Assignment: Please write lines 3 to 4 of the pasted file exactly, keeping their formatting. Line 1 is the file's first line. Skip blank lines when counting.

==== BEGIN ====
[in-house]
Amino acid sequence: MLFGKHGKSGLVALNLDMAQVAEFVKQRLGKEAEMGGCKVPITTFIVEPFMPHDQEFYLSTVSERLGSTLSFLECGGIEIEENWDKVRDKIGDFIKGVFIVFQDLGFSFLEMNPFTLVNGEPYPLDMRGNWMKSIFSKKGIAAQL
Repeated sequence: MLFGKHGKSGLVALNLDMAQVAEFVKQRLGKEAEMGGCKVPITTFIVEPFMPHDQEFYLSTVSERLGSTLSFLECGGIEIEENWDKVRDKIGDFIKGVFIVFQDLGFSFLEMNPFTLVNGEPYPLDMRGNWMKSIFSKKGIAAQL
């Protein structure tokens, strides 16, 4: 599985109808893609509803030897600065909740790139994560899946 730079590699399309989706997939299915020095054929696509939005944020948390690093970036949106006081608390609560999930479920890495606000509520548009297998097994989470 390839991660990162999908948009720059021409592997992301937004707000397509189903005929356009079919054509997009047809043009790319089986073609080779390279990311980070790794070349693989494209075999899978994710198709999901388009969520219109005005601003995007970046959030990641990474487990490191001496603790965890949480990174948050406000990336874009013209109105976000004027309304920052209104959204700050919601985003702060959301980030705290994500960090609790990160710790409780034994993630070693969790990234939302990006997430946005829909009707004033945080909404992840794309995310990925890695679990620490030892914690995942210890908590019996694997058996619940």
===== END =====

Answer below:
Repeated sequence: MLFGKHGKSGLVALNLDMAQVAEFVKQRLGKEAEMGGCKVPITTFIVEPFMPHDQEFYLSTVSERLGSTLSFLECGGIEIEENWDKVRDKIGDFIKGVFIVFQDLGFSFLEMNPFTLVNGEPYPLDMRGNWMKSIFSKKGIAAQL
């Protein structure tokens, strides 16, 4: 599985109808893609509803030897600065909740790139994560899946 730079590699399309989706997939299915020095054929696509939005944020948390690093970036949106006081608390609560999930479920890495606000509520548009297998097994989470 390839991660990162999908948009720059021409592997992301937004707000397509189903005929356009079919054509997009047809043009790319089986073609080779390279990311980070790794070349693989494209075999899978994710198709999901388009969520219109005005601003995007970046959030990641990474487990490191001496603790965890949480990174948050406000990336874009013209109105976000004027309304920052209104959204700050919601985003702060959301980030705290994500960090609790990160710790409780034994993630070693969790990234939302990006997430946005829909009707004033945080909404992840794309995310990925890695679990620490030892914690995942210890908590019996694997058996619940």